The meltdown in world economic markets of 2008/9 feels like a long time ago, but it is important not to forget lessons learned. Back then, in the aftermath, as people searched for answers to make sure it never happened again, there were two words often repeated - change culture. If good has come as a result of what happened, then the growing interest in understanding and managing corporate culture is it.
Many more organisations are now asking how they can more effectively align ways of working to achieve their goals, rebuild the trust of their stakeholders and in particular of customers and clients. There seems to be the growing realisation that people power inside organisations is something to be harnessed rather than controlled and as part of that a more forensic discussion about what works and what doesn't is taking place.
Although we like to think we have a working world where people are treated like adults, it is pretty clear we have not - research shows we feel smothered by bureaucracy and procedure, lacking a sense of empowerment and even respect from our organisational leaders. We yearn for an environment where it is not all about what is rational and controlled but one where we can be recognised as a whole person, express ourselves more freely and feel supported to do what is right.
If all this sounds "emotional" then it is. Every culture has emotion - it's the "feeling" part of culture but unfortunately many working environments create a sense of suppression rather than expression and understanding. Today what employees want - particularly millennials - is to have a voice, to be able to share their feelings, for their life outside of work to be openly part of what the organisation values and to work with flexibility and collaboration. No wonder they have been the drivers of the social media revolution because it ticks every one of these boxes!
Building emotional intelligence -EI (sometimes also known as Emotional Quotient EQ) - into cultural understanding and becoming more human is therefore all about creating an environment that recognises the "feeling" element within employee performance. An environment that is emotionally attuned naturally lends itself to individuality - and is an anti-biotic to a one size fits all approach.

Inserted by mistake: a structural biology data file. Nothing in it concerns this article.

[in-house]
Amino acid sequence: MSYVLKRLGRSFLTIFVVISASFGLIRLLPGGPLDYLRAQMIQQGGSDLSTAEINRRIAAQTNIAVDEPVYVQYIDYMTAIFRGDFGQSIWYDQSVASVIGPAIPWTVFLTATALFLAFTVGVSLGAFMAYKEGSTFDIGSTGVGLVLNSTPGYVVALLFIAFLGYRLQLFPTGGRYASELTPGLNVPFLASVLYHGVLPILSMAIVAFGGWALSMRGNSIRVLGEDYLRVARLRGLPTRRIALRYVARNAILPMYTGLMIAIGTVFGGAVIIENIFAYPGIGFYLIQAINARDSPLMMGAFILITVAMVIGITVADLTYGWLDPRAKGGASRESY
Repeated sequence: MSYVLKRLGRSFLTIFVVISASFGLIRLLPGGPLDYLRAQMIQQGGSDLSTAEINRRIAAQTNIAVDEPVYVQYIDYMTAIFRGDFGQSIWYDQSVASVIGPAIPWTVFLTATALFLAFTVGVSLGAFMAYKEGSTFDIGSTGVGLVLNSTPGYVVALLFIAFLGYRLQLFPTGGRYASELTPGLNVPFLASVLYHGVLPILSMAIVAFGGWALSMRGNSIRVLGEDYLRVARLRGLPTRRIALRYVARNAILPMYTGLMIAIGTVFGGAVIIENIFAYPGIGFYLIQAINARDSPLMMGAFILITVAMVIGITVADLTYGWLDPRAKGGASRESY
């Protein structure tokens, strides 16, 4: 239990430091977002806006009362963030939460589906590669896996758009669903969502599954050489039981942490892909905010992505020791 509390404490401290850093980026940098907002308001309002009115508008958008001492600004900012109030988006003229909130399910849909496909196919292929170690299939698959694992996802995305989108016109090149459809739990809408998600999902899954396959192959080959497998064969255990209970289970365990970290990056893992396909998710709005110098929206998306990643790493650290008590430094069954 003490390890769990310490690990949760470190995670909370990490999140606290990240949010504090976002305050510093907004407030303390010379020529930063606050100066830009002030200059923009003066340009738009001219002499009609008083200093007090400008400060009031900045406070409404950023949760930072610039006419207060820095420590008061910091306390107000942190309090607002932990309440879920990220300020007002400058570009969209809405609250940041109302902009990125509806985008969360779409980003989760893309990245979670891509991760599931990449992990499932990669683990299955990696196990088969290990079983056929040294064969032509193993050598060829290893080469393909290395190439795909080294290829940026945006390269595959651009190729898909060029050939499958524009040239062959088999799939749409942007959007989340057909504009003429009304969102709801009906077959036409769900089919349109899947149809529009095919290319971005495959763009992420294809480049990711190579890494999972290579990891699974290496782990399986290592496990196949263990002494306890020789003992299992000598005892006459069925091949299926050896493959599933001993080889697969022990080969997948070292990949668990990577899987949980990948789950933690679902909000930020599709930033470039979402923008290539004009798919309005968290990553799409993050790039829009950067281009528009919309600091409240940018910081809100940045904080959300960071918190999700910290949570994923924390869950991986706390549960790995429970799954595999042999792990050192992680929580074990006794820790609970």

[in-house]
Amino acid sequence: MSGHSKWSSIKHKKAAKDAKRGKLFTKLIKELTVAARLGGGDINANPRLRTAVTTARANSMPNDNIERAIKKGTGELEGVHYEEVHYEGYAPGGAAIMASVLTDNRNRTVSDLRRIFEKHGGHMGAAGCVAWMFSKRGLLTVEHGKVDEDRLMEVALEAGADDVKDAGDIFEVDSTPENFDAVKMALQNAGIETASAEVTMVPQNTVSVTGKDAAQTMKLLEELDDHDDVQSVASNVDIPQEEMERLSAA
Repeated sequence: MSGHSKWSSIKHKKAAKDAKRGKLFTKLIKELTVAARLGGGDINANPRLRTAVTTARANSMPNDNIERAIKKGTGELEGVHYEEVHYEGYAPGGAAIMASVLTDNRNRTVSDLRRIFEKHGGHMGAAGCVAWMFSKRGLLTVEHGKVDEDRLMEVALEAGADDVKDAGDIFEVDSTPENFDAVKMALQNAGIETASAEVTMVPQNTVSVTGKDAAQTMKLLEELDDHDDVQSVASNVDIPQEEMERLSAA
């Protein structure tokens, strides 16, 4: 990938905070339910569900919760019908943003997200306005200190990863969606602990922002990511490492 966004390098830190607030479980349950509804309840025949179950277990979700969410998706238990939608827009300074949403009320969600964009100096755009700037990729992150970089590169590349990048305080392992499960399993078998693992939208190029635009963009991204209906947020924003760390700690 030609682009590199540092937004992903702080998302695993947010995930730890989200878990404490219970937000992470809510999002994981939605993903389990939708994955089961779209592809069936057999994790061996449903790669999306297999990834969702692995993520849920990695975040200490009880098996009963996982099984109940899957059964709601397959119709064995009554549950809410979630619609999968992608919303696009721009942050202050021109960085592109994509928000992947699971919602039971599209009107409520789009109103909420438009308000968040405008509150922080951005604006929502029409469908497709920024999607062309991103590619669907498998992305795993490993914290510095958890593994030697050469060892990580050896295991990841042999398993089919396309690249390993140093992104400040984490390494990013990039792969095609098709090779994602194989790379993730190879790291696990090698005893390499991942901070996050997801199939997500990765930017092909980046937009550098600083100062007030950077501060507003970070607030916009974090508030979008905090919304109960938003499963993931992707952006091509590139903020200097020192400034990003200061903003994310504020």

Emotions guide everything we do, sometimes irrationally, and so it should not be a surprise that we are more likely to engage in a working environment that feels thoughtful and empathetic - but leaders have to get this. Research has shown that leaders, particularly as they progress up the ladder, have a tendency to become more led by the left side of their brain - to favour and focus in on the executional rather than the emotional - which of course is not necessarily good for culture given that leadership sets the tone. Leaders emphasise the "rational", probably believing that's what helped them up the greasy pole whilst employees are yearning to be understood as the innately emotional creatures that we all are!
The importance of EI in leadership and the fact that women typically bring more of this to the table than men has been talked about for some time. While academics have shown that women have an edge over men when it comes to expressing their emotions and being in tune with those around them, men are better at compartmentalising emotions so an upset in one area does not spill over into another. However cultural management requires a "holistic view" of the ecosystem and the connectivity that drives it.
So what is the answer? There's no doubt in my mind that leadership and organisational EI needs developing - but this is not about a sudden rush to tree-hugging. What's needed is top down and bottom up. Everyone should develop through an organisation with self-awareness - it's the foundation of EI - but if you want to ramp up your own company's emotional quotient yes look to leaders abilities to appreciate their own emotional make up on a day to day basis and to tune into what others are feeling. At the same time employee engagement measurement needs to change - or at the very least be supplemented.
I am not suggesting that employees hit a set of smiley - or not so smiley - face buttons on a day to day basis as they go in and out of work (although there are companies doing that now - too much like rating the security experience in an airport for my liking) but given technology and the ease with which you can create an opportunity for feedback, why shouldn't organisations offer their people the chance to express how they feel "in the moment". Surely if this is increasingly good for the customer why not for employees.